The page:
Colleen Castille is a good listener, an ability that served her well in Tallahassee where lobbyists and special interests have the run of the place. There, she rose gracefully and swiftly from Cabinet aide to Gov. Jeb Bush’s nominee for chief of the Florida Department of Environmental Protection.
As she considers how to help Floridians, Castille would do well to know some people who tried to make government work, but didn’t have the access, power or money—people like Wanda and Eric Teat.
All the Teats wanted was to raise their family in the tranquillity of Huckleberry Creek, a pristine waterway meandering toward Apalachicola Bay.
Nearly 20 years ago, Apalachicola built a sewage plant four miles from the Teat homestead. Wanda Teat, a schoolteacher, met with city officials to express her concern.
City commissioners believed the wetlands would soak up the pollution. That was what the engineers said. Wanda Teat was sent home with the assurance that the only change she would notice was that “the trees would grow better.”
About seven years after the sewage plant opened, the Teats began to notice big changes in their backyard creek. That’s the way it is with the environment; changes happen slowly. Then, all of a sudden what you treasure is gone.
Water hyacinth was planted upstream to “cleanse” the creek. Water hyacinth is to native plants what Wal-Mart is to small business—a category killer. Soon, the Teats’ dog could run straight across what used to be creek without wetting a paw.
Wanda Teat met with the city commission. Repeatedly, she called FDEP and EPA. She says, “I was shocked that both FDEP and EPA knew what was going on at Huckleberry Creek and they did nothing. I thought that’s what environmental agencies were for.”
A lot can happen in 11 years. In 11 years, Castille rose from Cabinet staff to the governor’s trusted aide. After 11 years of trying to get officials to make things right on Huckleberry Creek, the Teats reached into their small savings and, as a last resort, sued the city of Apalachicola.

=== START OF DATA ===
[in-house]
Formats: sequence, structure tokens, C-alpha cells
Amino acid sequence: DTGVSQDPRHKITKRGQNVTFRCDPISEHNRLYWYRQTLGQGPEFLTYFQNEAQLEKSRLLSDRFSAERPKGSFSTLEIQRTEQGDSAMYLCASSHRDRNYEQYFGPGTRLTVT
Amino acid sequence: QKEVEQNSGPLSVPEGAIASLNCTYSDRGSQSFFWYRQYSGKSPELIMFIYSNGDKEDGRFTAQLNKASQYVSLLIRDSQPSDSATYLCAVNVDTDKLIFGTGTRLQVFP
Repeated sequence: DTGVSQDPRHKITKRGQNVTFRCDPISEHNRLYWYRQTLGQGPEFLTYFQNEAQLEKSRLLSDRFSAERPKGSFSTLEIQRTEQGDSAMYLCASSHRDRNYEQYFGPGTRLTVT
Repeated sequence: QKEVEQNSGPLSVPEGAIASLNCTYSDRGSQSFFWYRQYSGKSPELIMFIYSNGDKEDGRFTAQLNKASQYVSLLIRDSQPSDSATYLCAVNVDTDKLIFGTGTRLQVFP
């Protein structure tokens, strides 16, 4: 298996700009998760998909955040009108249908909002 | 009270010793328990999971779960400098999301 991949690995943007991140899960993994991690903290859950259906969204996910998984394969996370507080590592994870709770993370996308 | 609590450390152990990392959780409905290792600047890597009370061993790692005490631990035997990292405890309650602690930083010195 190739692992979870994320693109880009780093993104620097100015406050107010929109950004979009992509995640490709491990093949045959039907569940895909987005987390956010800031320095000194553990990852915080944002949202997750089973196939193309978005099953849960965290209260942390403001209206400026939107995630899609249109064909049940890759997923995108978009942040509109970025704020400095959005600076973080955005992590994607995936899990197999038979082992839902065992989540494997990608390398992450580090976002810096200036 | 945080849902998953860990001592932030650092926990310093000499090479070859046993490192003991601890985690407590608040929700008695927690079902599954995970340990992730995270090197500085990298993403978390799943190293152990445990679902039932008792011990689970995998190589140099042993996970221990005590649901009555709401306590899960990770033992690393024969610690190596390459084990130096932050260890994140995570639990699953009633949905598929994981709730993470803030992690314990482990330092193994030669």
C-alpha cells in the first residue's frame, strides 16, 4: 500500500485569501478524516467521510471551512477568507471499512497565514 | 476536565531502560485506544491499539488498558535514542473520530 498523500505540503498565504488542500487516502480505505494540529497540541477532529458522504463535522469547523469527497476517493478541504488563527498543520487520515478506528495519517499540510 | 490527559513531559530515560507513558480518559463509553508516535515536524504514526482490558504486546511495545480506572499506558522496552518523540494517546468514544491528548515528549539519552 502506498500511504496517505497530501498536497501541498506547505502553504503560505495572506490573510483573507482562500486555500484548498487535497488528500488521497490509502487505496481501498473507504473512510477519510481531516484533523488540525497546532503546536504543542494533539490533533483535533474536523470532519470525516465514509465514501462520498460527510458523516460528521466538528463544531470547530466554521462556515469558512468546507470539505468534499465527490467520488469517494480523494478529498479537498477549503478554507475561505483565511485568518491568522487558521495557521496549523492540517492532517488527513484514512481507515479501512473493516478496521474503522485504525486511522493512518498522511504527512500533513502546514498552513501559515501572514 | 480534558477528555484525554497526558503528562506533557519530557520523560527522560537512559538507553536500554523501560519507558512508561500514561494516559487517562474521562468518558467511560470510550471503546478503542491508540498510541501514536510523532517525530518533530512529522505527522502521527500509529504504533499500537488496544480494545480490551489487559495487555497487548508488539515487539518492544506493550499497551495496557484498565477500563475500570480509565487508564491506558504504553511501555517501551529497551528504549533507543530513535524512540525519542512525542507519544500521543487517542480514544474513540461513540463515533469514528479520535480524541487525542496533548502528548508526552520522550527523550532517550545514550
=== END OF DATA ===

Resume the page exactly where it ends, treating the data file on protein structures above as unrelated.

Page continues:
In less than four years, Castille rose from Gov. Bush’s trusted aide to his nominee to run Florida’s environmental agency. In less than four years, the Teats’ bank account was depleted. Sick and exhausted, they tried a last time to get FDEP involved.
In October 2000, the Teats drove two and a half hours to Tallahassee. In a FDEP conference room, a senior official, Kirby Green—aide to the FDEP chief—met them with hostility, according to the Teats. He banished their attorney from the meeting and proceeded for an hour and a half to make a mother and a father who raised three children on Huckleberry Creek feel that they were the problem, not the city of Apalachicola and not the sewage plant that FDEP had failed to regulate.
Today, Wanda Teat has grown a little older and a lot wiser. They hoped FDEP, with all its power and resources, would make the city clean up its mess. It didn’t.
The point of this story should not be lost on an optimistic, capable new environmental chief for Florida: FDEP never enforced any action against Apalachicola for its violations, even when—for an entire year—the sewage plant operated without a permit. Even when, in the 1990s, FDEP mandated a sewer moratorium hookup in Apalachicola and imposed fines, the agency followed through on neither.
Eventually, the Teats won a favorable judgment from a Florida court against Apalachicola. The State of Florida granted Apalachicola upward of $8 million for land acquisition and sewage upgrades. But despite a consent order with FDEP, Huckleberry Creek is still a sewage outfall.
Bush takes as an article of faith that it is a good thing when state authority is diminished in favor of local decision-making. But tell that to the Teats, who endured decades of taunts in a small Florida town, the kind of place the governor believes can better serve people than state government.
While Castille enjoys the accolades, she should keep in mind that all the Teats wanted was accountability. What they got was a lesson that, in Florida, accountability is like the weather. Wait a while, and it will change.